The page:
U.S. Department of Education Releases “Frequently Asked Questions: Using American Rescue Plan Funding to Support Full-Service Community Schools & Related Strategies”
Today, the U.S. Department of Education (Department) released Frequently Asked Questions: Using American Rescue Plan Funding to Support Full-Service Community Schools & Related Strategies. These Frequently Asked Questions (FAQ) are intended to inform state and local efforts in effectively using American Rescue Plan Elementary and Secondary School Emergency Relief (ARP ESSER) funds to support evidence-based, full-service community schools and related approaches.
“When schools are at the center of our neighborhoods and communities, children and families benefit. I hope that the resource we are releasing today will help states and school districts use American Rescue Plan funds to increase access to evidence-based community schools for more students and families across the country,” said U.S. Secretary of Education Miguel Cardona. “Community schools serve as hubs for vital resources and connect students and families to services that can help them thrive. Importantly, community schools expand learning and enrichment opportunities for both students and parents alike, and promote family and community engagement in education, which ultimately can bolster students’ success. That’s why I’m proud the President’s Build Back Better agenda robustly supports community schools with an additional investment of $443 million in his budget request for education.”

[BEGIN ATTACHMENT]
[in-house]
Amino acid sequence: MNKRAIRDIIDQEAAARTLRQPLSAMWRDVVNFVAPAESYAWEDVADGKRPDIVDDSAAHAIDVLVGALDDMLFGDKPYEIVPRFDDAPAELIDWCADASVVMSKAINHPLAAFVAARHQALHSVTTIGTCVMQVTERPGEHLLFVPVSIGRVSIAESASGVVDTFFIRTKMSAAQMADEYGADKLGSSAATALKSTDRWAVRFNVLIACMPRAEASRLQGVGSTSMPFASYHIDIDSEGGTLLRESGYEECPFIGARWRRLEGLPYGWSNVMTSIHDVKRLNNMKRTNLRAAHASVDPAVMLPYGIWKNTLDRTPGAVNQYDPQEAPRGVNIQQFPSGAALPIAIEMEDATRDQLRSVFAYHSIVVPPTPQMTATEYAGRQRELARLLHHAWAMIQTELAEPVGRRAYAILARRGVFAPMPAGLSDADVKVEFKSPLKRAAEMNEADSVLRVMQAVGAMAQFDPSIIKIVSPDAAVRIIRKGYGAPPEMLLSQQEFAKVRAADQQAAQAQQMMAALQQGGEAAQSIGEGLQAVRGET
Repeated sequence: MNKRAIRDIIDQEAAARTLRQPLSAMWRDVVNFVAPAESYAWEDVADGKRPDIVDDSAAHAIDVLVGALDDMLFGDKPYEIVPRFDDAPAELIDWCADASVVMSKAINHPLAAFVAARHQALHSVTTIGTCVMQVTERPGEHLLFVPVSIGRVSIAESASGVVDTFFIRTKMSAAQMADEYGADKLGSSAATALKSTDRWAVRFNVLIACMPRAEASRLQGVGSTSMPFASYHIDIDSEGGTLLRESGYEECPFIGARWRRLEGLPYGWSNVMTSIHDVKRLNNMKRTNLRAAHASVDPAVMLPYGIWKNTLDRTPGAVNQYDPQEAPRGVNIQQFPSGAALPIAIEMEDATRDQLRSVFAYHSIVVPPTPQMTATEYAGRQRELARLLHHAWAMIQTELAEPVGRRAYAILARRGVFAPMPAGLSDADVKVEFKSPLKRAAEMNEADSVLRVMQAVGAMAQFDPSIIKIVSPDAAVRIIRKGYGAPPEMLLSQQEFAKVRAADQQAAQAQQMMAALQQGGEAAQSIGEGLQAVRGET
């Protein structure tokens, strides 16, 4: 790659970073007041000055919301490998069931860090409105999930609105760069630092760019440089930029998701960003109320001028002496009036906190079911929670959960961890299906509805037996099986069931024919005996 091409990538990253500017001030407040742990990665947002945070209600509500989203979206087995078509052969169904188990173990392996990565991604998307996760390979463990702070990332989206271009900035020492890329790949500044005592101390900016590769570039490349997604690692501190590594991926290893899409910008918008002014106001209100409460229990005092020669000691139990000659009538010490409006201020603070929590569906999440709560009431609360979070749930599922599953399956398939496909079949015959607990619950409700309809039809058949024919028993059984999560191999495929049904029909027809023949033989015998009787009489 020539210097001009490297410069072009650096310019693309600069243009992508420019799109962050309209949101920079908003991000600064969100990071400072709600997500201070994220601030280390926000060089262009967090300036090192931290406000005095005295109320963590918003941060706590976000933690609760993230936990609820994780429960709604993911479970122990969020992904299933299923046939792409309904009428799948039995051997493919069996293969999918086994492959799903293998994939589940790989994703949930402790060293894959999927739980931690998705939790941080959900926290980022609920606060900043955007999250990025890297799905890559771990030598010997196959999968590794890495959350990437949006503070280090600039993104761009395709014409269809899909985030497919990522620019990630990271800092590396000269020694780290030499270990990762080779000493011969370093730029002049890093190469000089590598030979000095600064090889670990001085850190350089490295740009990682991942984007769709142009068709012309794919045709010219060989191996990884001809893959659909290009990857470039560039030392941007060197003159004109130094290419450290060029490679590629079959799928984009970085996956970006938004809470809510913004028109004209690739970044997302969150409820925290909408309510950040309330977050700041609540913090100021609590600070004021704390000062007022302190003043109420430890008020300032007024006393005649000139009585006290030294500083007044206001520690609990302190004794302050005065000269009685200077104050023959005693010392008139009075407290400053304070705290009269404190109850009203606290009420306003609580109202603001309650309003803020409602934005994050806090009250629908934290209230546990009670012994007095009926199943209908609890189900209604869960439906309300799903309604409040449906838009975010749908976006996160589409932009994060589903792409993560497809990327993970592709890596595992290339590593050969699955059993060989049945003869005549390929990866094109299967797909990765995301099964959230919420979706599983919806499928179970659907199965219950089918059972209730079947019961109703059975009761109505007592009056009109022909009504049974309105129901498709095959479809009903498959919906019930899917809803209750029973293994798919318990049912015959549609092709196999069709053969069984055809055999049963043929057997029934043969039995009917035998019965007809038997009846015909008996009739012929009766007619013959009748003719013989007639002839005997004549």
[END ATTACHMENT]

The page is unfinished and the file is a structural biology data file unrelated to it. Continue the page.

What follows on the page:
The Department is releasing the FAQs to provide districts and communities with information and considerations for expanding existing full-service community schools and implementing this approach in additional schools. All of the strategies described in the FAQs can be supported by funding under the American Rescue Plan, regardless of whether a school is a full-service community school.
A full-service community school is a public elementary or secondary school that uses established partnerships between schools, families, and community organizations to provide well-rounded educational opportunities and meet the social, emotional, physical, mental health, and academic needs of students.
Full-service community school approaches can leverage community resources to bring needed support for students and families into public schools, such as after-school programs, health and social services, and other comprehensive services. Full-service community schools can be a useful strategy to help ensure that a child’s opportunities are not limited by zip code, family’s income, race/ethnicity, disability status, or other factors. Research shows that evidence-based approaches to community schools can improve student social, emotional, and academic outcomes.
In March, the Department announced the allocation that each state educational agency (SEA) will receive under the ARP ESSER Fund, totaling $122 billion in relief for K-12 schools. One of the important allowable uses of ARP ESSER funds specified in the statute is to support full-service community schools.
The Department currently offers competitive grants for full-service community schools to improve coordination, integration, accessibility, and effectiveness of services for children and families. ARP ESSER funds may be used to replicate, expand, and scale-up these efforts.
In addition, because community schools have built-in services and structures that will help students return to in-person learning, the Department is requesting a significant increase in funding for the program ($443 million) in its Fiscal Year 2022 budget request in alignment with President Biden’s Build Back Better agenda. Secretary Cardona embarked this week on a cross-country tour to visit schools and community colleges preparing for full reopening this fall, with the assistance of the American Rescue Plan. The Department will continue to provide support and resources to schools and communities as they work to recover from the COVID-19 pandemic and rebuild our education system back better than it was pre-pandemic.